The result of the California experiment, however, was a disaster of truly epic proportions. In 2000-01, prices in the spot market increased by more than 1000 percent. One of the state’s largest utilities failed for bankruptcy, and another was forced into quasi-receivership with the state’s Public Utility Commission. Rolling blackouts were common, while manipulation of gas and electricity markets reached “epidemic” levels according to FERC. Overall, Californians paid an estimated $40 billion in excess energy costs during the crisis. Litigation to recover some of these costs is ongoing, more than twenty years after the crisis.

In the wake of the California crisis, other states that had been actively pursuing deregulation pulled back, leaving the U.S. with a fragmented regulatory landscape. Nevertheless, the basic model of wholesale electricity markets that was first attempted in California has survived with various adjustments. Today, about two-thirds of U.S. electricity consumers receive their power through organized wholesale power markets run by Independent System Operators or Regional Transmission Organizations.

In the meantime, electricity restructuring has also spread around the world, from Australia and New Zealand to Scandinavia, South Africa and Turkey. A concerted effort within the EU, implemented through three major directives in 1996, 2003, and 2009, has also succeeded in establishing a single electricity market in the region.

Windfalls, Windmills, and the Contradictions of Electricity Auction Design

Although the specific details vary, most of these jurisdictions have organized their wholesale energy markets around the so-called uniform price auction (sometimes called the single price auction or pay-as-clear auction). Under this design, the last increment of generation needed to meet demand (or load) sets the clearing price for all other generation resources that bid in below that price. The virtue of this particular design is that it creates incentives for generators (sellers) to make offers at their short-run marginal costs so as to ensure that they will clear the market if the clearing price meets or exceeds their costs. The single price auction also creates the opportunity for inframarginal generators (that is, those generators that have offered to sell power below the clearing price) to receive inframarginal rents, which in theory are supposed to provide incentives for new investment.

In practice, however, there are several major problems with this auction design as applied to electricity markets. First, because of the requirement that generation and load be balanced in real time, generators can game the single clearing price during periods of constrained capacity, leading to much higher prices. Second, because natural gas is almost always on the margin setting the clearing price in most electricity markets, massive increases in the price of natural gas will lead to very large increases in the clearing price for electricity, which means that even low-cost non-gas generators will receive the higher price set by expensive natural gas generation. This has been happening in Europe during the current crisis. It has happened in California during extreme heat events each of the last two summers. It happened in Texas during Winter storm Uri. And it could happen this winter in New England and other states if another polar vortex develops, leading some to worry about truly extraordinary increases in prices. Third, as we move toward a system dominated by renewables, which have zero marginal costs, the single price auction will start to break down. Because wind and solar have no fuel costs, they have no short run marginal costs. Rather, these projects are all essentially fixed capital costs. Even economists would have to admit that a market design built on the idea of marginal cost pricing cannot work if there are no marginal costs.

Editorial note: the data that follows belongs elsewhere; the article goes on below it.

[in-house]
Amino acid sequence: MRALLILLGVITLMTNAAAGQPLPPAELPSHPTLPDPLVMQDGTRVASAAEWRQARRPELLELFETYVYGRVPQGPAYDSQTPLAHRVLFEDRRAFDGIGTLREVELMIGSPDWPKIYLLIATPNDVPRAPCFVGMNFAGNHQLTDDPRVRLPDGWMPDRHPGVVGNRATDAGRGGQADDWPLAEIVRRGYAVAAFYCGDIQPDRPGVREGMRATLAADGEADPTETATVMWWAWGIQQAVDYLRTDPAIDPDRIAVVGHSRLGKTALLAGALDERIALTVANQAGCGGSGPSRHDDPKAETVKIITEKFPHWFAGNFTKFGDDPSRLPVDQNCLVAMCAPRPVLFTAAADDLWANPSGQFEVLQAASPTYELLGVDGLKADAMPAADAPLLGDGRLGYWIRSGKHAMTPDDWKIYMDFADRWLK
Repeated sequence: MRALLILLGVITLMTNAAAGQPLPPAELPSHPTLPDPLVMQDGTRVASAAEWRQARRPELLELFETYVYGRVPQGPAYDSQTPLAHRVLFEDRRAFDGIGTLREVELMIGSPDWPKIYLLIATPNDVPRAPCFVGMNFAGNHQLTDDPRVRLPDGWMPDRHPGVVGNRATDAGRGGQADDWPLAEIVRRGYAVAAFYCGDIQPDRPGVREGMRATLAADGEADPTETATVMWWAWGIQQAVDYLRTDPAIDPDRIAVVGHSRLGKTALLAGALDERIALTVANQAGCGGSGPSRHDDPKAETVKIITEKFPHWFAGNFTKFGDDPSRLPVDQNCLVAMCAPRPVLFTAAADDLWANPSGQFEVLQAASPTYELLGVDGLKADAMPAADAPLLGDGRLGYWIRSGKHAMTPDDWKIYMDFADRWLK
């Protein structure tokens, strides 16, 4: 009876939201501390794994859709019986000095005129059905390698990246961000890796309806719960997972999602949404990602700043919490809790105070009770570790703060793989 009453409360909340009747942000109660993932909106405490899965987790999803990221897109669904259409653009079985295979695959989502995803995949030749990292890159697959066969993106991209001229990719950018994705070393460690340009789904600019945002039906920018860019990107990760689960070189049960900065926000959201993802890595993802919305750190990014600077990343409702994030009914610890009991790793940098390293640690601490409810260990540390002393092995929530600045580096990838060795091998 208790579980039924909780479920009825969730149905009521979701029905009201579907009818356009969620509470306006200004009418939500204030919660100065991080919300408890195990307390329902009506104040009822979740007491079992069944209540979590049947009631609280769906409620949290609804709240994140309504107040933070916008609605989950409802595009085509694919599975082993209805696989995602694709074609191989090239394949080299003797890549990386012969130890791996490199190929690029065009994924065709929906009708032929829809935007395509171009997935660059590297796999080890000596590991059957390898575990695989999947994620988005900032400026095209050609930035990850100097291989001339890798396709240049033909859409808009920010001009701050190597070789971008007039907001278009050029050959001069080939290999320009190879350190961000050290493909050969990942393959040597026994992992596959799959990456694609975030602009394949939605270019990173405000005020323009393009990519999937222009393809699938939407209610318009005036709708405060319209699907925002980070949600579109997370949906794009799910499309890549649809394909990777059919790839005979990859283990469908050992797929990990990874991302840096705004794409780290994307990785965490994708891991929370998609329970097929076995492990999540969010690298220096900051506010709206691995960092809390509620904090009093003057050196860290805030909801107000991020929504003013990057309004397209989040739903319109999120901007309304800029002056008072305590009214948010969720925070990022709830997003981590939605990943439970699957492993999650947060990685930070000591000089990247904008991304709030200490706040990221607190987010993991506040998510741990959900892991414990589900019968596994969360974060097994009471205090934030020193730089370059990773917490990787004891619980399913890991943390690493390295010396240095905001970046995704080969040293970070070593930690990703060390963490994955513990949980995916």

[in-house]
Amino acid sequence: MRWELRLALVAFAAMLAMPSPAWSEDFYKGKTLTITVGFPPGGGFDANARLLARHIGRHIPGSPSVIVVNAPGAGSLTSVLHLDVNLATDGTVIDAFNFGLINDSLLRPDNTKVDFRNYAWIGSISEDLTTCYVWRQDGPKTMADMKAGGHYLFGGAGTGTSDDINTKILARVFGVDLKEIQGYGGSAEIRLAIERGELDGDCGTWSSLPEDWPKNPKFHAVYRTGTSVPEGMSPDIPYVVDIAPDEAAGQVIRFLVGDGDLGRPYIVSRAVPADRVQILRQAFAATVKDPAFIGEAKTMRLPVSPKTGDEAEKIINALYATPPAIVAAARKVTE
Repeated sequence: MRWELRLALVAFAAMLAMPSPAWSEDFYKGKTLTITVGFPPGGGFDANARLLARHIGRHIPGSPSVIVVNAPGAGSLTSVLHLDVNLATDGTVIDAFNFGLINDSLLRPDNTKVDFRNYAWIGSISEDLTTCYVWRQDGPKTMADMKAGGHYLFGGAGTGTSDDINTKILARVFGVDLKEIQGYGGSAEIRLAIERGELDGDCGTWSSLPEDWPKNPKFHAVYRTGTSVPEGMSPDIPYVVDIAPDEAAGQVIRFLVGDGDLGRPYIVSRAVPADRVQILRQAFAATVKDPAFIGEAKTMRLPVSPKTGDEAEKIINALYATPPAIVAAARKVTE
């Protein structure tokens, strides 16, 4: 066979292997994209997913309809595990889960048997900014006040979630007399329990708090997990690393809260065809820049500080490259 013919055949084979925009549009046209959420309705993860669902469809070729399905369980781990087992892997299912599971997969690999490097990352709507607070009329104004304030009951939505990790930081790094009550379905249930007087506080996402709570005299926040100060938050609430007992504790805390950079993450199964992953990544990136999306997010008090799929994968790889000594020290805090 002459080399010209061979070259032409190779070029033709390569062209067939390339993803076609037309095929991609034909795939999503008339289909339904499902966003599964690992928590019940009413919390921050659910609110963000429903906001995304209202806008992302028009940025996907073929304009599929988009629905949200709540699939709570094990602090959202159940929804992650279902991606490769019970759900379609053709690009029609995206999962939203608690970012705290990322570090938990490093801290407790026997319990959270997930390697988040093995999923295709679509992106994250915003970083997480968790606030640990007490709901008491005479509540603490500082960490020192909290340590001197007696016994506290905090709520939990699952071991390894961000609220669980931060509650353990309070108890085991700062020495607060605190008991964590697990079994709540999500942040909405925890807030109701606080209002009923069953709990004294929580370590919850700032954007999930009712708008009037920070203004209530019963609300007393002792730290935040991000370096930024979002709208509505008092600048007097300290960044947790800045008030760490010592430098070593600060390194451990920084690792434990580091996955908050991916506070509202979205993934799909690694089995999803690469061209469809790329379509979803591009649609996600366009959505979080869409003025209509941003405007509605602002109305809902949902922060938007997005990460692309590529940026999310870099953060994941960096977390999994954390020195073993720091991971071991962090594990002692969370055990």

Decommodifying Electricity?

Recent history suggests that when the current crisis eventually passes, the great neoliberal experiment with electricity markets will continue to limp along. But there is at least some basis for believing that the current conjuncture is different. We are at the beginning stages of a global-scale energy transition—the kind of transition that comes around only once every few generations. The system we are moving towards is one in which the costs of providing electricity will be virtually all capital costs. Even with a large buildout of storage, the marginal costs of operating the system will be very low. And as that system is built out and eventually settles down, the absence of volatile fuel costs should lead to stable and affordable prices for consumers.

The task before us is to mobilize investment on a massive scale and to find ways to socialize the costs of those investments in a manner that is fair. This requires a basic normative commitment to a system of electricity provisioning that treats electricity as a necessity rather than a commodity. Here, public utility regulation and outright public ownership both hold great promise as ways to mobilize large investments at relatively low costs of capital and to guard against excessive profits for private actors. Redesigned markets and price signals surely have a role to play in this as well and there is much work to be done on that front. But any effort to fix the markets and improve the price signals must be subordinated to the task of building a shared infrastructure that can support the coming age of electricity.

Cover photo credit: NASA’s Goddard Space Flight Center, based on data from the Earth Observation Group, NOAA National Geophysical Data Center.